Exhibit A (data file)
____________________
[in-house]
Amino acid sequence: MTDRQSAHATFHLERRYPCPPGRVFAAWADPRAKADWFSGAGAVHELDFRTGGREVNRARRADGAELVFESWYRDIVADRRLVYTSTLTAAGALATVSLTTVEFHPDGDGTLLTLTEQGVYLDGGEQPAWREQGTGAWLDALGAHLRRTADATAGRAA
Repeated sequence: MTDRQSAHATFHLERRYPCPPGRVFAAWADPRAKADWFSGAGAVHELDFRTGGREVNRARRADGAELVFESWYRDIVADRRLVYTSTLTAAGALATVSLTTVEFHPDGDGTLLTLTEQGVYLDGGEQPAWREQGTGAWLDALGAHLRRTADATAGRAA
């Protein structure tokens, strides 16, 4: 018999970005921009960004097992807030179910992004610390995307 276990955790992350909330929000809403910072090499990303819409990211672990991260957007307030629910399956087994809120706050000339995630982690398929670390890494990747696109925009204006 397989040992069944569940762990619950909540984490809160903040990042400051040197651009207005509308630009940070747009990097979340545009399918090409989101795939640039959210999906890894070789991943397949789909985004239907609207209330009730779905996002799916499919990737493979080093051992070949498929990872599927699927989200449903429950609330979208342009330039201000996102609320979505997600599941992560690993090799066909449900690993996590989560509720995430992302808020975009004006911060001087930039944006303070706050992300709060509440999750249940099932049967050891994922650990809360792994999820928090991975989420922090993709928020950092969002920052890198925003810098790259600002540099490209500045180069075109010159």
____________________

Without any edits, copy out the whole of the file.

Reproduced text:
[in-house]
Amino acid sequence: MTDRQSAHATFHLERRYPCPPGRVFAAWADPRAKADWFSGAGAVHELDFRTGGREVNRARRADGAELVFESWYRDIVADRRLVYTSTLTAAGALATVSLTTVEFHPDGDGTLLTLTEQGVYLDGGEQPAWREQGTGAWLDALGAHLRRTADATAGRAA
Repeated sequence: MTDRQSAHATFHLERRYPCPPGRVFAAWADPRAKADWFSGAGAVHELDFRTGGREVNRARRADGAELVFESWYRDIVADRRLVYTSTLTAAGALATVSLTTVEFHPDGDGTLLTLTEQGVYLDGGEQPAWREQGTGAWLDALGAHLRRTADATAGRAA
């Protein structure tokens, strides 16, 4: 018999970005921009960004097992807030179910992004610390995307 276990955790992350909330929000809403910072090499990303819409990211672990991260957007307030629910399956087994809120706050000339995630982690398929670390890494990747696109925009204006 397989040992069944569940762990619950909540984490809160903040990042400051040197651009207005509308630009940070747009990097979340545009399918090409989101795939640039959210999906890894070789991943397949789909985004239907609207209330009730779905996002799916499919990737493979080093051992070949498929990872599927699927989200449903429950609330979208342009330039201000996102609320979505997600599941992560690993090799066909449900690993996590989560509720995430992302808020975009004006911060001087930039944006303070706050992300709060509440999750249940099932049967050891994922650990809360792994999820928090991975989420922090993709928020950092969002920052890198925003810098790259600002540099490209500045180069075109010159």